SNP believes EU programmes are extremely valuable to Scotland, as they support international networks, partnerships, cultural ties, and all other benefits that the communities across Scotland receive from the EU.
Brexit threatens the Scotland’s economy and businesses
Brexit is already posing a risk to the future of Scotland’s economy and is creating a chaotic and cluttered future for the country by cutting off Scotland’s access to the European market as the largest market in the world.
The Scottish Government has anticipated the impact of Brexit long before it practically left Scottish exporting firms falling.
Scotland’s economy alone is expected to lose 9 per cent of GDP over the next ten years amid the end of the transition process.
Moreover, the Internal Markets Bill, the new Brexit law, threatens the Scottish economy especially the food and drink sector.
Scottish Cabinet Secretary for Economy, Fair Work and Culture, Fiona Hyslop has voiced her concern to the UK Government at plans for a post-Brexit internal market. She believes that the Bill will jeopardize and undermine the good progress made on common frameworks with the EU.
Hyslop wrote to Alok Sharma in August:
“Coronavirus (COVID-19) is clearly currently the biggest challenge for business and the economy. Unnecessary legislation, which undermines devolution, on top of an entirely unnecessary end to the Brexit transition period will do nothing to protect or promote trade across the UK and beyond.
“If this legislation were already in place, Scotland would not have been able to lead the way on the ban on smoking in public, on introducing minimum unit pricing for alcohol, having rules on the marketing of raw milk consistent with the nature of the dairy sector in Scotland, or taking forward bans on the sale of plastic-stemmed cotton buds and microbeads in cosmetics.
“A linked concern is the prospect of the UK entering into future international trade agreements which might result in lower standard products being accepted into UK markets. Scotland’s world-leading food and drink sector, for example, is built on a reputation for the highest quality produce and nothing should be done to put that at risk.”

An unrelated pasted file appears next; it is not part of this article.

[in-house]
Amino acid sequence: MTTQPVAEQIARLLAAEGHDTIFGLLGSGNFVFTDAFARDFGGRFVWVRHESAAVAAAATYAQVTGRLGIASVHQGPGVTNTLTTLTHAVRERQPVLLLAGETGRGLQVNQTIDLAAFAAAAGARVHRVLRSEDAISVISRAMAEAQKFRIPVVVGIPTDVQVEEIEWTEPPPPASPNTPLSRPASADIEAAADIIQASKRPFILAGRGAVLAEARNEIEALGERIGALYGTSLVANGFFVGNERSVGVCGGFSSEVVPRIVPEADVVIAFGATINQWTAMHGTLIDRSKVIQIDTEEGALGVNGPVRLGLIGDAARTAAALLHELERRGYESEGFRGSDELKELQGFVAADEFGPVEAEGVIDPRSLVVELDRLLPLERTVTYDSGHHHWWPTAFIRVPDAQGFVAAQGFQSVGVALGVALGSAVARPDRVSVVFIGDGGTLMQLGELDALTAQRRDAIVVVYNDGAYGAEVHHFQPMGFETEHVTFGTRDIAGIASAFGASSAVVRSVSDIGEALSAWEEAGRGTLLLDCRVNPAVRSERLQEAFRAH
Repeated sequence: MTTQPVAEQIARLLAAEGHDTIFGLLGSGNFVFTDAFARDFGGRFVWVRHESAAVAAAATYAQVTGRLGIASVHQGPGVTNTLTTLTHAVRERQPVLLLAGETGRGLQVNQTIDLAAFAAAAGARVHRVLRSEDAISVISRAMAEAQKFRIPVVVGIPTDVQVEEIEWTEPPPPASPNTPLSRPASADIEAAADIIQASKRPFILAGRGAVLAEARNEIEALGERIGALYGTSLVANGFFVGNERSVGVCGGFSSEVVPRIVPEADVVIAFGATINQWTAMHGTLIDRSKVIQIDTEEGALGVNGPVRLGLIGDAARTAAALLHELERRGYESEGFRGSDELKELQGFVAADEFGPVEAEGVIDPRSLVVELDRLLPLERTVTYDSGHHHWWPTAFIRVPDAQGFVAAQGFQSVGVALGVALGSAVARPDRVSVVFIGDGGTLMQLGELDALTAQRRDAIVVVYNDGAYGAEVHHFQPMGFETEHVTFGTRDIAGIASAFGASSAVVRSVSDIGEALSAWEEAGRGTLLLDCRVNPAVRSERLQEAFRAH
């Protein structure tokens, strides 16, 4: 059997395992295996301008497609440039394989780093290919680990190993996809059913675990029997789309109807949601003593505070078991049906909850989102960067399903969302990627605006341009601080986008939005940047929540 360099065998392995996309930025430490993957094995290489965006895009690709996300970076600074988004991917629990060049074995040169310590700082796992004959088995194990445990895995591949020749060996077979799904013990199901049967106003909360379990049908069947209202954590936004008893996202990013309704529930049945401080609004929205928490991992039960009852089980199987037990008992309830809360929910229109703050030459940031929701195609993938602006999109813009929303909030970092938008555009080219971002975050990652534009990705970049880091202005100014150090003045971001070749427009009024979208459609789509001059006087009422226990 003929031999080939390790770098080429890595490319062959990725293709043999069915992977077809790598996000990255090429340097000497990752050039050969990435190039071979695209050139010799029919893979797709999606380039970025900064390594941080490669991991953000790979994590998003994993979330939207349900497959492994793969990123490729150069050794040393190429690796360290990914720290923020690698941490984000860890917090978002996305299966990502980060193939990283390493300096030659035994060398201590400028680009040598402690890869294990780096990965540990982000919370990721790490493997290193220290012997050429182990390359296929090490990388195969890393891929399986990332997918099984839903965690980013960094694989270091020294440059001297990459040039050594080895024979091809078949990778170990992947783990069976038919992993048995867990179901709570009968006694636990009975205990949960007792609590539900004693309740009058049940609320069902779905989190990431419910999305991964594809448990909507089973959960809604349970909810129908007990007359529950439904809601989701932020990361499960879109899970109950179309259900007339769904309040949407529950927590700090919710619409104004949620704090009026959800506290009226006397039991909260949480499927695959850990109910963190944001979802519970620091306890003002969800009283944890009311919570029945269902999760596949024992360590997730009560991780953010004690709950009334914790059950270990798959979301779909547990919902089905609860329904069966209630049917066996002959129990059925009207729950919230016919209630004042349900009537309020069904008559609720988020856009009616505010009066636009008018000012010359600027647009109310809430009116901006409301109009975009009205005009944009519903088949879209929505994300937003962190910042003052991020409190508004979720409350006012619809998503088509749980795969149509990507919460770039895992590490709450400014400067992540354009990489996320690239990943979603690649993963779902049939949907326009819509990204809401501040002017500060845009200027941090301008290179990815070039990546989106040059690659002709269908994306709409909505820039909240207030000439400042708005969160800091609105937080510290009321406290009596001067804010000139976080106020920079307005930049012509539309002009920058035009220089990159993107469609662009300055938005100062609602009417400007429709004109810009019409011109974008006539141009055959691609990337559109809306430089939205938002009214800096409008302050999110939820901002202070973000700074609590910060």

The diverse nature of the Scottish economy consists of resource-based activities including food, agriculture), oil and gas extraction, and related engineering in the North Sea, renewable energies, engineering, and technologically advanced sectors notably life sciences in addition to financial services and creative industries.
Tourism is another important source of economic activity in Scotland in addition to all the above.
The economic strategy of the Scottish Government recommends building critical mass in multiple sectors that play a key role in the economy, holding high growth potential and great capacity to boost sustainable economic growth with the aim to expand the areas of international comparative advantage.
Free-trade agreements enable countries to lower potential barriers to trade and avoid getting involved in complicated negotiations that will on the face of it cause barriers that would inevitably make countries such as Scotland poorer and help surge a disastrous economic and social aftermath.
Scotland argued to remain in the bloc for the reason that these privileges will definitely be lost with the UK intending to isolate itself and break all ties with the EU at all costs. At all irrational and acutely damaging costs.
The Scottish National Party is working hard to avoid any dire consequences brought about by the Brexit rush which Scotland didn’t ask for but was forced to accept as one of the four nations.